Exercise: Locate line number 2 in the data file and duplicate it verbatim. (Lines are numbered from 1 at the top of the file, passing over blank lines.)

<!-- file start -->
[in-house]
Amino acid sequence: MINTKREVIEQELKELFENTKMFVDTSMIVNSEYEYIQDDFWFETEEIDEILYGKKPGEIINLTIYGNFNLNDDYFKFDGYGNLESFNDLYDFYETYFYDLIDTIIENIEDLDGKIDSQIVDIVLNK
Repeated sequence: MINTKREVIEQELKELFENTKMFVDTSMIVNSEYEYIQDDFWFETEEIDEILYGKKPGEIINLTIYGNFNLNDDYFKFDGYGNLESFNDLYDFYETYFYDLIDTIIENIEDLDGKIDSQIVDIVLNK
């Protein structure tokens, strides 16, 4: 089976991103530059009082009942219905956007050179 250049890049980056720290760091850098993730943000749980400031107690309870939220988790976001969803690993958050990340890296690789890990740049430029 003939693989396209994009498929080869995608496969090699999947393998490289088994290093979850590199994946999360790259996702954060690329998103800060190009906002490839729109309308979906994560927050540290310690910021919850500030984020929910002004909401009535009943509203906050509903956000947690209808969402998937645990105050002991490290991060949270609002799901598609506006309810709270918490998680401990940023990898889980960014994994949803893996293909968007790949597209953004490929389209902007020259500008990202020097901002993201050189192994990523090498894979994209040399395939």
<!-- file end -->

Amino acid sequence: MINTKREVIEQELKELFENTKMFVDTSMIVNSEYEYIQDDFWFETEEIDEILYGKKPGEIINLTIYGNFNLNDDYFKFDGYGNLESFNDLYDFYETYFYDLIDTIIENIEDLDGKIDSQIVDIVLNK